What we know that ain’t so can cause more trouble than what we don’t know.  This statement explains some of the conflicting advice we have received about diet in recent decades.


        An eminent nutritionist from Minnesota pointed out in the early 1950's that the mortality rate from heart disease in several countries was proportional to average daily fat intake as determined from national statistics.  It was already known that obesity increased diabetes and blood cholesterol and that Americans were on average gaining weight.  With a few prominent nutritionists campaigning to reduce fat in the American diet and the presumed “fact” that a high fat diet promotes obesity, the politicians and the media began clamoring for simple dietary advice for the public.  The few experts who pointed out what we didn’t know for sure were shouted down.  One of the ignored expert’s points was that perhaps the high fat diets seemed harmful because they were lacking in some beneficial nutrients rather than harm resulting from fat itself.  After all, when we eat more of one thing, we eat less of something else.  Greek, Italian and Spanish diets are quite healthy in spite of being rather high in fat, but they are also high in fruits and vegetables.  Suspected beneficial components of the Mediterranean diet are Omega-3 fatty acids, antioxidants, and flavonoids present in fish and vegetables.


        It has been shown that overweight research subjects maintained on palatable diets of varying fat content do not change much in weight.  Maybe this is like smokers maintaining a constant nicotine intake when given cigarettes of varying drug content.  So fat in the diet was demonized without evidence.  There is some evidence that a high carbohydrate diet is the most fattening of all especially if sweets are eaten between meals.  This may be because simple sugars are the most habit forming food especially when taken on an empty stomach.  In this case a small amount, since it requires no time for digestion, is promptly absorbed resulting in a sharp rise in blood sugar.  The insulin mechanism over reacts and the blood sugar may fall slightly below normal in 30 minutes or so.  A new craving for sugar ensues.  Thus carbohydrate is the most habit forming food.  Even the taste of sugar stimulates the insulin mechanism in anticipation of the sugar’s appearance in the blood.  Rather obviously, this was best studied by using sugar substitutes.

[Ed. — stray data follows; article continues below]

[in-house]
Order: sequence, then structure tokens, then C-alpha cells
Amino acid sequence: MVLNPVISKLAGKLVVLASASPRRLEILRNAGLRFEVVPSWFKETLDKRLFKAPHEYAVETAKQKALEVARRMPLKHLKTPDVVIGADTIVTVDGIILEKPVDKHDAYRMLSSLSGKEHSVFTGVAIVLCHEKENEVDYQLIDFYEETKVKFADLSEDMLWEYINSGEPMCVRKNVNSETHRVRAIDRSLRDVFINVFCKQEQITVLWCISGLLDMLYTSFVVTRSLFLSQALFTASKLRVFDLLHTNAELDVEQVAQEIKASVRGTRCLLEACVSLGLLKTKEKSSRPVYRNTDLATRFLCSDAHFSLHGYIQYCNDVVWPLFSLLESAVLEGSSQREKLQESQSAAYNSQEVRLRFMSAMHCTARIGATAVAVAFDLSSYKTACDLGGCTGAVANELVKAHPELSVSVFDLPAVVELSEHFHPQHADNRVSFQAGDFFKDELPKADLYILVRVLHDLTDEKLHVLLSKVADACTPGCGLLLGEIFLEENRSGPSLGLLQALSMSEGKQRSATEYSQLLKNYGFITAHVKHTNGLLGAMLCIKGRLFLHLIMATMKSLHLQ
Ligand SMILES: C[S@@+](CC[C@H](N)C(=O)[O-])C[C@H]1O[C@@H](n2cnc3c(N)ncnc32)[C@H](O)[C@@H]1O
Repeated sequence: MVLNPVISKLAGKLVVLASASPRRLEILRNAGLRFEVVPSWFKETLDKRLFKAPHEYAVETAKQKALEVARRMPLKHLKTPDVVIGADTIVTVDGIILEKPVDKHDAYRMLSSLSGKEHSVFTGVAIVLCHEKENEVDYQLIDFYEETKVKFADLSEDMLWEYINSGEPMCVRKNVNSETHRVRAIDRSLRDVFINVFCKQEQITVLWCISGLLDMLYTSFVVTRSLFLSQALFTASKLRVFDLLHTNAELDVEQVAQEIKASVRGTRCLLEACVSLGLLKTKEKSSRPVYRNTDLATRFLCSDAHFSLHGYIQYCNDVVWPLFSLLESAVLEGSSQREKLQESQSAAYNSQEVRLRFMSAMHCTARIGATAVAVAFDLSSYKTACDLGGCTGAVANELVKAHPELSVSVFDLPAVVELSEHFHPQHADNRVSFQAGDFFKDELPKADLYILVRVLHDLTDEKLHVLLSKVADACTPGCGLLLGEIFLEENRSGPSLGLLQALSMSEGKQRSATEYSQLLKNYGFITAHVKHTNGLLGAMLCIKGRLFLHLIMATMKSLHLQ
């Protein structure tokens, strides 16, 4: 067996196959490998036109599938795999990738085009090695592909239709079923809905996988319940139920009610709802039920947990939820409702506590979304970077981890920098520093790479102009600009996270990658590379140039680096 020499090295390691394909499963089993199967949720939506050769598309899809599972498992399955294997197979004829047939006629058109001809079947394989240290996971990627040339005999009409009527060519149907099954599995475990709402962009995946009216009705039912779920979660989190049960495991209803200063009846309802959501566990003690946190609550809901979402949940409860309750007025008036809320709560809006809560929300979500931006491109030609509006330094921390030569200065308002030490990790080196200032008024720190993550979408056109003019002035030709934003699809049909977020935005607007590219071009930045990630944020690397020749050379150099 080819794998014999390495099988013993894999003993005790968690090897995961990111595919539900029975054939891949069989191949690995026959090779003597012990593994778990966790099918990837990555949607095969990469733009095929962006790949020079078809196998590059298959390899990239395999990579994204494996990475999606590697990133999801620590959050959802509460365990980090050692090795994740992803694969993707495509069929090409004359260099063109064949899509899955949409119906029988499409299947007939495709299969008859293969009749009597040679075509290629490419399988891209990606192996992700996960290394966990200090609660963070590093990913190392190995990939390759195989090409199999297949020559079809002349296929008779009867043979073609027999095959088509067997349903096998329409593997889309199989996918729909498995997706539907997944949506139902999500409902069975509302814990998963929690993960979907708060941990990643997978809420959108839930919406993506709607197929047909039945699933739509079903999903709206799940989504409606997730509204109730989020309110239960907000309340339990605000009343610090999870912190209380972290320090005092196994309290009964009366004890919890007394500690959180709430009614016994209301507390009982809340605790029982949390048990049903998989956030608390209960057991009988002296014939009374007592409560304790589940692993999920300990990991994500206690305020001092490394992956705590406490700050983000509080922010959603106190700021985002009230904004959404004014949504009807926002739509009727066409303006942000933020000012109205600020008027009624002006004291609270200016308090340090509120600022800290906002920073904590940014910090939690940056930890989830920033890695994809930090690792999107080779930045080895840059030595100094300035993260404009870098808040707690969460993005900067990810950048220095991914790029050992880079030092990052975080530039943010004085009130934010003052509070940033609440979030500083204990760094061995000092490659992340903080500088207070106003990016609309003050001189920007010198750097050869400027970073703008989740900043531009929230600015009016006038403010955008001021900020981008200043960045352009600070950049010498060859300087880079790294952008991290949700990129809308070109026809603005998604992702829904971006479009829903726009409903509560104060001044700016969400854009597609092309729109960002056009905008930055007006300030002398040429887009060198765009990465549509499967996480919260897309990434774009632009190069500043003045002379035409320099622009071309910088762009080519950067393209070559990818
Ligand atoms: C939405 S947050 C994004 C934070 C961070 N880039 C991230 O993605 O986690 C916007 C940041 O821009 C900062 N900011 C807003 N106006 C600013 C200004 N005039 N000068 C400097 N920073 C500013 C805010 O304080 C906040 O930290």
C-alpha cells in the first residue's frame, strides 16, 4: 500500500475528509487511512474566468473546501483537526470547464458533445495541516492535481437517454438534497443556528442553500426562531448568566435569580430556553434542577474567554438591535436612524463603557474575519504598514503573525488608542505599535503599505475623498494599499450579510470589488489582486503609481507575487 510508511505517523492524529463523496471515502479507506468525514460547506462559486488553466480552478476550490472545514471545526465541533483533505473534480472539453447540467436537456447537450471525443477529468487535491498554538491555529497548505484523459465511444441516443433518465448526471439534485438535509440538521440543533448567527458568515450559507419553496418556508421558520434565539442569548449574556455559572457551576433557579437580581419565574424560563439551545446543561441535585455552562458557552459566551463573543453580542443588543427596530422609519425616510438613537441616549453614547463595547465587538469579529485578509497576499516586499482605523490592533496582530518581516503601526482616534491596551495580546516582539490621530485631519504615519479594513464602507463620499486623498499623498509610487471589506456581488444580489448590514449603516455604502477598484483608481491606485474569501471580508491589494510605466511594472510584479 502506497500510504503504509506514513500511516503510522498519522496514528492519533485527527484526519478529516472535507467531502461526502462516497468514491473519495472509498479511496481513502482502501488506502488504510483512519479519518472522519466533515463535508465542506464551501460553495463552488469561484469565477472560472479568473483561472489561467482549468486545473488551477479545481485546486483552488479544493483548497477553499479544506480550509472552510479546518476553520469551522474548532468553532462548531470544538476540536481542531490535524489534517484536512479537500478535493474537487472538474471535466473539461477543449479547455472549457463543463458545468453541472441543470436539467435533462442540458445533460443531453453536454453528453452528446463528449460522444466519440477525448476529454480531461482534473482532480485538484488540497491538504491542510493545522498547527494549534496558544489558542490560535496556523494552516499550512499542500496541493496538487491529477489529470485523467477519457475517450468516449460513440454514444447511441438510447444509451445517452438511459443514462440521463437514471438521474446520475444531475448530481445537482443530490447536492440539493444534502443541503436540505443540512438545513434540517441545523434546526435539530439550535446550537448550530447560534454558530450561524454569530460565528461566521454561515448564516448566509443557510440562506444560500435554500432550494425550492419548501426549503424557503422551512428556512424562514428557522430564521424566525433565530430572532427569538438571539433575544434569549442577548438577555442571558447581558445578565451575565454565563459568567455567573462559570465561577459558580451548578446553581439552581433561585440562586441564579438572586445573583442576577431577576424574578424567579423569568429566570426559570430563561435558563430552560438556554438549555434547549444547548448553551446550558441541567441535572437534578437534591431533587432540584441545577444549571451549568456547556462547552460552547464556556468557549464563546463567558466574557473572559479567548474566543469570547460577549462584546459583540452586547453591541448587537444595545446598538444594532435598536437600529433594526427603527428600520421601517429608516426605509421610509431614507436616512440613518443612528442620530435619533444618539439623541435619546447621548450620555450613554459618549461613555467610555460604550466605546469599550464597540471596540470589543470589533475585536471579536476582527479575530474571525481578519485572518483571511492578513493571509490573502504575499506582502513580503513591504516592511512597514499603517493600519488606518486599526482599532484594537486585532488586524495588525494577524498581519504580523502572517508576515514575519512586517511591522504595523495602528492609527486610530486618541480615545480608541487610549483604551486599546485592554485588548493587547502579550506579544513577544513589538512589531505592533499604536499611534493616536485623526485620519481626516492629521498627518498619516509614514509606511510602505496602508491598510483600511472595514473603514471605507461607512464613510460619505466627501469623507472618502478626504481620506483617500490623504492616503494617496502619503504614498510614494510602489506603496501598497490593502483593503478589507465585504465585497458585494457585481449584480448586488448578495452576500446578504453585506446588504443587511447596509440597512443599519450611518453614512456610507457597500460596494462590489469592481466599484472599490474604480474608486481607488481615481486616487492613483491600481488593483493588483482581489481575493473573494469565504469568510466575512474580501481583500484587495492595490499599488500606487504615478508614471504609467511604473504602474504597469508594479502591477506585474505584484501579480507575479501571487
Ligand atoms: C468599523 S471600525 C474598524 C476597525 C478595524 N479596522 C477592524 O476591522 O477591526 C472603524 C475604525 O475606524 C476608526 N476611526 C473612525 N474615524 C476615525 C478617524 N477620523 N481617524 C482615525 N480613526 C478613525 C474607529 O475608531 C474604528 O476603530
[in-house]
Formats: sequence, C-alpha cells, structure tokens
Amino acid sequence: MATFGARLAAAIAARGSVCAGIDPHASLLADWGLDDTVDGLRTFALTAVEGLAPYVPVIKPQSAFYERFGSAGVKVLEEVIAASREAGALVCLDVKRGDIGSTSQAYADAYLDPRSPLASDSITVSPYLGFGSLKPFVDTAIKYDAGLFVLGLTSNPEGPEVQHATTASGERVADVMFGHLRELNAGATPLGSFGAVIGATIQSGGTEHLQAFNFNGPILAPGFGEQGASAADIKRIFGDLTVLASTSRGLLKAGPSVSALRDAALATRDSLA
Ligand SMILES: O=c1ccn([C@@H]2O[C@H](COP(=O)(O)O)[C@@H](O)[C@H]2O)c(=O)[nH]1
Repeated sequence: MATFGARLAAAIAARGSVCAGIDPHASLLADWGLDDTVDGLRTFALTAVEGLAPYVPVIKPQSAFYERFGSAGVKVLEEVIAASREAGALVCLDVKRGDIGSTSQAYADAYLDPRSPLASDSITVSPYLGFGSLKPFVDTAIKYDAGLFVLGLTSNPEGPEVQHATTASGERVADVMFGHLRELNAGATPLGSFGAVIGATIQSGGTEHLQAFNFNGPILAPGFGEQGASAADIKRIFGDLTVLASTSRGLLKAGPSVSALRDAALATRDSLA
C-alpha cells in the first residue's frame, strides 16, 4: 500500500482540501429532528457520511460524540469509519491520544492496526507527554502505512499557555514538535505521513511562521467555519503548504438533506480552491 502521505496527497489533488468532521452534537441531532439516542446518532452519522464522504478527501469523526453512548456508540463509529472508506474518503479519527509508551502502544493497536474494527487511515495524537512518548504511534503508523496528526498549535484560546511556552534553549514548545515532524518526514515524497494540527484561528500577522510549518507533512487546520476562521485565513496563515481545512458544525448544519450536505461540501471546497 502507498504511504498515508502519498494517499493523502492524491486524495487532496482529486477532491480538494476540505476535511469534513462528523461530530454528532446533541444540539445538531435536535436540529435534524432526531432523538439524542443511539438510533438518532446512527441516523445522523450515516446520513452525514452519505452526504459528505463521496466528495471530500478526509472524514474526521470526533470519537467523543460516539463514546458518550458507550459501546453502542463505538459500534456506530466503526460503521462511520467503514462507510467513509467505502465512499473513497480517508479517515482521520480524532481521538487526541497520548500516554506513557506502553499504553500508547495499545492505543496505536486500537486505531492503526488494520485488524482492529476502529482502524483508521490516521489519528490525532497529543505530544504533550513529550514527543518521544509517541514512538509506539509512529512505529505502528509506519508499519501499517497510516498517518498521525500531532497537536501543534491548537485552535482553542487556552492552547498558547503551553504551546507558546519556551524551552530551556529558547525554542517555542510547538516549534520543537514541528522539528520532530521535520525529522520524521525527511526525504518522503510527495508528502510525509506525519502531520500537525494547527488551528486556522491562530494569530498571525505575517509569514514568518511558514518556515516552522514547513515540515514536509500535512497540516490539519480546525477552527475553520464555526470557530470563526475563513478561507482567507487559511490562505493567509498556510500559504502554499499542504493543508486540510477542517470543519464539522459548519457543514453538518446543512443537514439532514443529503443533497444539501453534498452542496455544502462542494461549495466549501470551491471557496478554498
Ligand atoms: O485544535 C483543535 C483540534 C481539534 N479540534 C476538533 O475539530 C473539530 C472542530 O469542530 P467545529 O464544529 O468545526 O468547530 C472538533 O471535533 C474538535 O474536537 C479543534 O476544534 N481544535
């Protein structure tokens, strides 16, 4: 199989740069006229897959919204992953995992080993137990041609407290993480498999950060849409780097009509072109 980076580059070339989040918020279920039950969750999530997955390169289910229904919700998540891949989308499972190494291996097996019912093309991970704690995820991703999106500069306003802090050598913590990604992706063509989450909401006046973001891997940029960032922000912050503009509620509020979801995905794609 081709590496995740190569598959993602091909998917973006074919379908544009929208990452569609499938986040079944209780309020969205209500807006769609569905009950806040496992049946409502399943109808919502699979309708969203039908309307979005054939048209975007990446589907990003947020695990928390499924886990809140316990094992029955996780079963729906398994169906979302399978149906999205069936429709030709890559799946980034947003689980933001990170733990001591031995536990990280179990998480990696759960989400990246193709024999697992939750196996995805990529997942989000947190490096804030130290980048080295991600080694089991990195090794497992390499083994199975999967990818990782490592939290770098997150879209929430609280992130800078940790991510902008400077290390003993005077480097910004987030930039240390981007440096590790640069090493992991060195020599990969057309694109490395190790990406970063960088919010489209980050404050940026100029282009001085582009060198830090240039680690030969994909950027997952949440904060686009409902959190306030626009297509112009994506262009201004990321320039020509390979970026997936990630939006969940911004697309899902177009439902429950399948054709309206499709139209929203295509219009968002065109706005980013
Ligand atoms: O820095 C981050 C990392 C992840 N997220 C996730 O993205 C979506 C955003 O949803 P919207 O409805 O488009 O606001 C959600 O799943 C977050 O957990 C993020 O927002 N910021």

This is similar to the various classes of drugs where the fastest acting are the most habit forming--for example, heroin vs. methadon, Seconal vs. phenobarbital.  This is because the rush and the withdrawal are both more sudden.  Furthermore, starch from most starchy foods is very quickly digested – new information from long after 50 years ago.  Complex carbohydrates like those from sweet potatoes and beans are more slowly digested and absorbed.  So the old wisdom about sugar is bad for diabetes and starch is less so is not as true as it seemed to be.  In defense of doctors and dieticians, we have always specified fruit in diabetic diets for balance even though virtually all fruit calories are in the form of simple sugars.  Thus the concept that less fat in the American diet would help reduce the prevalence of obesity was just dead wrong.  Actually the incidence of obesity in the U.S. increased during the 1980s even as the per capita fat intake was declining.  The public, the media, and the politicians should have heeded the cautious experts who were singing a softer, more complicated song.


        An even more complex and unanticipated error is that of trans-fatty acids.  These are not present in vegetable fat, but are produced in vegetable fat solidified by adding hydrogen to unsaturated fats (double bonds between carbon atoms) with heat in the presence of a catalyst.  As carried out in a margarine factory, more double bonds are activated than there is hydrogen available to react.  Those unrequited, activated bonds switch from cis- to trans- (fatty acids) because the trans- form is more thermodynamically stable.  Recent evidence shows that trans-fatty acids elevate blood cholesterol even more than saturated fats (no carbon to carbon double bonds).  More bad new news: some of the normal cis-fatty  acids in cattle feed are converted to the trans- form in the rumen of cows and presumably other ruminant stomachs (sheep, goats, deer).  Read the labels in the grocery.  “Partially hydrogenated vegetable oil” on the list means trans-fatty acids are also present.  Margarine containing no trans-fatty acids is now available.


        In summary: If you are a member of the general population without risk factors (see below), concern yourself with avoiding large amounts of trans-fatty acids created by food manufacturing processes, and accept the small amounts in butter, beef and lamb.  Additional efforts to limit saturated fats (mostly from animal sources) are for those people with special risk factors such as elevated blood cholesterol, family history of coronary artery disease, and high blood pressure.  Many of these people benefit from medication.  All of us should eat vegetables, stay fit with regular exercise and smoke only at Indian peace rituals.


        Don’t be too hard on yourselves for failing to pick up on all this in the last 50 years.  We are all victims of the cultural milieu into which we are born.  Inferior races turned out not to be inferior, women turned out to be educable, etc.  When we hear voices crying in the wilderness, it is very difficult to tell the prescient (wisest) message from the spurious (false).

John A. Frantz,  M.D.

June 4, 2001